The Election (Part 2. “Canvassing for Votes”)

The Election (Part 2. “Canvassing for Votes”) drawn by William Hogarth (1697-1764) and engraved by T. E. Nicholson. Source: Complete Works. Scanned image and caption by Philip V. Allingham [This image may be used without prior permission for any scholarly or educational purpose.]

Hogarth's four paintings pillory the much vaunted electoral system, the cornerstone of the parliamentary democracy of Great Britain, by exposing such matters as party violence, bribery, and corruption in the electoral practices, especially prior to the establishment of "Election Committees" under the terms of the Grenville Act (1770). The system of eighteenth-century England, the product of the Glorious Revolution and the defenestration of absolutist King James the Second (Stuart) of 1688, was hardly based on universal suffrage. Women, of course, could not vote, but neither could the majority of British subjects. The British voter was either a "freeman" or a "burgess," each of whom could meet the property qualification of ten pounds. Vote buying was common enough: Sykes and Rumbold, for example, were fined and imprisoned for bribery during the 1696 parliamentary elections, and an elector of Durham in 1803 was fined 500 pounds. Even as late as 1840, voting irregularities compelled the authorities to declare the elections for Cambridge and Ludlow void.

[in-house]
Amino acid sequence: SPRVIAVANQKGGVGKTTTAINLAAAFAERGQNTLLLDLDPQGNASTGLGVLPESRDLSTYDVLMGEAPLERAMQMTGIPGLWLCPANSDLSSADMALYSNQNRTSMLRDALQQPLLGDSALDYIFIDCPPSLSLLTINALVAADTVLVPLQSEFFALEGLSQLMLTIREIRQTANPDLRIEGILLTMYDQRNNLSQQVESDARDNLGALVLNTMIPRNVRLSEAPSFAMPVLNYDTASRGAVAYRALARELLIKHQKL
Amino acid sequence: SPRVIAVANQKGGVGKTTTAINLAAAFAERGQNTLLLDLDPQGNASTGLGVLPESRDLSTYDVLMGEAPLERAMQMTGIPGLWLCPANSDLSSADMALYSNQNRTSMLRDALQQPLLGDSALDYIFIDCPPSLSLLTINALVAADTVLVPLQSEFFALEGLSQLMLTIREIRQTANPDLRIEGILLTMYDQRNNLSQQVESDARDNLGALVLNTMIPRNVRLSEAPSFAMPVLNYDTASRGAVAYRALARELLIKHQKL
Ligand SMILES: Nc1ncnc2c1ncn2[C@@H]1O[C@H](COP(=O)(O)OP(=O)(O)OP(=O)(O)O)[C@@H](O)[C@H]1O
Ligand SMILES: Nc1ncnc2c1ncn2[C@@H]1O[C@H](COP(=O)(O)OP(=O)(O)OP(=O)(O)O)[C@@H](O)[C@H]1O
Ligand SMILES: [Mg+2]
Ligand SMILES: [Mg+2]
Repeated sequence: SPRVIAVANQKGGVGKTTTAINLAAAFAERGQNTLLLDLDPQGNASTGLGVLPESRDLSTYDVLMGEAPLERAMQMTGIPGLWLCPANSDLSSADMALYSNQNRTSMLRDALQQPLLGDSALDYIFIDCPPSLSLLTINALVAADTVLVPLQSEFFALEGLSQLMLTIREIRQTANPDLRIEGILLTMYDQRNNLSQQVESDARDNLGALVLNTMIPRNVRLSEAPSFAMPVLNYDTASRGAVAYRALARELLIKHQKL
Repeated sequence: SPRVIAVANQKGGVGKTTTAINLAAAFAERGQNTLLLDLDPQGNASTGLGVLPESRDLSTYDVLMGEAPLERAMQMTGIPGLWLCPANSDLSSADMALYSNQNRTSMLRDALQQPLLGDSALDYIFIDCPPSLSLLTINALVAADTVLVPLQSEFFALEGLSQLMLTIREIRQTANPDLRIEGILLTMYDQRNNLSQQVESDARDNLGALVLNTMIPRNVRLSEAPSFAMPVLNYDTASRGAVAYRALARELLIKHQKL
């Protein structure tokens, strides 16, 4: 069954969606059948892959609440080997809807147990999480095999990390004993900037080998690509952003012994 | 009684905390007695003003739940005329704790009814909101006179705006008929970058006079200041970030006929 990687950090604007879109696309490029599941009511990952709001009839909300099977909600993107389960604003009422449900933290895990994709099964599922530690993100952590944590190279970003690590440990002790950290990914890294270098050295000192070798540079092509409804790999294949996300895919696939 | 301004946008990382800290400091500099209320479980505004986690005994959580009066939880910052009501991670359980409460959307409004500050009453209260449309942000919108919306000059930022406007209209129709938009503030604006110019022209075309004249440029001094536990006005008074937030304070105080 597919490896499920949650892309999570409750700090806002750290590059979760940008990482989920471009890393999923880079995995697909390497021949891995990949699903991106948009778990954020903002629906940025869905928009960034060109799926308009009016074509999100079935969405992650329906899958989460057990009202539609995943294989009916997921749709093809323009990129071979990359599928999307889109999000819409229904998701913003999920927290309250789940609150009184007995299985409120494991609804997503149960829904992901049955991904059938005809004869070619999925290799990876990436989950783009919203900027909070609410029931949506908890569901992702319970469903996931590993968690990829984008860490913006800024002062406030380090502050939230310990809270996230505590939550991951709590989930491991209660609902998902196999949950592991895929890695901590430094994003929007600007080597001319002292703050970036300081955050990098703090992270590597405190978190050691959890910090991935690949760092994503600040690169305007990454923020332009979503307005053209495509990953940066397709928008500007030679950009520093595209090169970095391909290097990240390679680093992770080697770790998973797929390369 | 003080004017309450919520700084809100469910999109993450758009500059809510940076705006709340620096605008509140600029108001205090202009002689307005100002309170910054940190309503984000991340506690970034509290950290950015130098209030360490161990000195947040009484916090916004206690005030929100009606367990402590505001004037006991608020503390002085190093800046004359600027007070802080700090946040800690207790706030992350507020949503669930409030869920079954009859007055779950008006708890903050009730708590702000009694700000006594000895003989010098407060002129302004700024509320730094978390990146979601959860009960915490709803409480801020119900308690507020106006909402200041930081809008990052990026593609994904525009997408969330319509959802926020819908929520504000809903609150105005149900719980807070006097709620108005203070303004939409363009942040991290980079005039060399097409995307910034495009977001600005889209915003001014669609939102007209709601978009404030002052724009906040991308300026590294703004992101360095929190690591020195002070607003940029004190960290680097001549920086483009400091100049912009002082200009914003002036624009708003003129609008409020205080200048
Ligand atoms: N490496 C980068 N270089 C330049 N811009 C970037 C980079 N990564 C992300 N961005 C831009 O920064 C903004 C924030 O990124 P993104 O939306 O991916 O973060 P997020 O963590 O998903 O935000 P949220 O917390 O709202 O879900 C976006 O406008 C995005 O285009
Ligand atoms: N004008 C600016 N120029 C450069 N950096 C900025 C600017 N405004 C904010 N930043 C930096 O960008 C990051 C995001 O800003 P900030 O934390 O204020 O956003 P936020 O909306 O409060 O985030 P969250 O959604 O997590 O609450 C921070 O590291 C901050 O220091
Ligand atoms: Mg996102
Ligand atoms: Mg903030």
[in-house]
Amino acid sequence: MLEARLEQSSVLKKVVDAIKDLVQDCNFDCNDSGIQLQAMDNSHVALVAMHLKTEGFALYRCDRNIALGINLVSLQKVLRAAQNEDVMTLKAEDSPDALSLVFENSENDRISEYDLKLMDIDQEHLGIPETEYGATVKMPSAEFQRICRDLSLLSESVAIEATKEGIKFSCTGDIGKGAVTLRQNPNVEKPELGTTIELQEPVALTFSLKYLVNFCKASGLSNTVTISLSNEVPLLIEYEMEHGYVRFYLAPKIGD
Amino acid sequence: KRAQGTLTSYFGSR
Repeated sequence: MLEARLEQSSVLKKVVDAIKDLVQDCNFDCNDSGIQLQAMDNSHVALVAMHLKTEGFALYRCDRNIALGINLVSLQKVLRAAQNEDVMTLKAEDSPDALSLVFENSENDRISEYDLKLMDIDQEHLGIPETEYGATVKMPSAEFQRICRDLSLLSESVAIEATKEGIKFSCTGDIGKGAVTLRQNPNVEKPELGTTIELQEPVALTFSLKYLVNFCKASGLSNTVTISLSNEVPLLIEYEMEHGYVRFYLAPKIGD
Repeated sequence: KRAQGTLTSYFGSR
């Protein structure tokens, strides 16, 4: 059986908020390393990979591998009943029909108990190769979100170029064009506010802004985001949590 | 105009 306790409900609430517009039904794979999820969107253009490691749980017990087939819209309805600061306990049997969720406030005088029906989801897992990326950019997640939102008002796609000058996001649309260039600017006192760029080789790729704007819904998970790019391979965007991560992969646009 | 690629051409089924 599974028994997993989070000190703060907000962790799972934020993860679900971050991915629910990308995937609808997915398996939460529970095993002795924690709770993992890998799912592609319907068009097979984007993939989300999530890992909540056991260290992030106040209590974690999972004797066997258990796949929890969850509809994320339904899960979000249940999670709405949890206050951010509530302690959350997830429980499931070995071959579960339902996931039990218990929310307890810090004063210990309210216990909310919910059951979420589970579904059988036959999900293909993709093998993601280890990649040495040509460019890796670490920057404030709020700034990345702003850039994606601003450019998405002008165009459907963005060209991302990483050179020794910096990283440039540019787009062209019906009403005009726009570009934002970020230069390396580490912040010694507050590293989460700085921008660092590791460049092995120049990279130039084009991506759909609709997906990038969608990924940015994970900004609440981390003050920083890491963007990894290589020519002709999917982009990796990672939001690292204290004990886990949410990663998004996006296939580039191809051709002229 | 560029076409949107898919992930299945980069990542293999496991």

Complete works of William Hogarth ; in a series of one hundred and fifty superb engravings on steel, from the original pictures / with an introductory essay by James Hannay, and descriptive letterpress, by the Rev. J. Trusler and E.F. Roberts. London and New York: London Printing and Publishing Co., c.1870.

Last modified 20 March 2010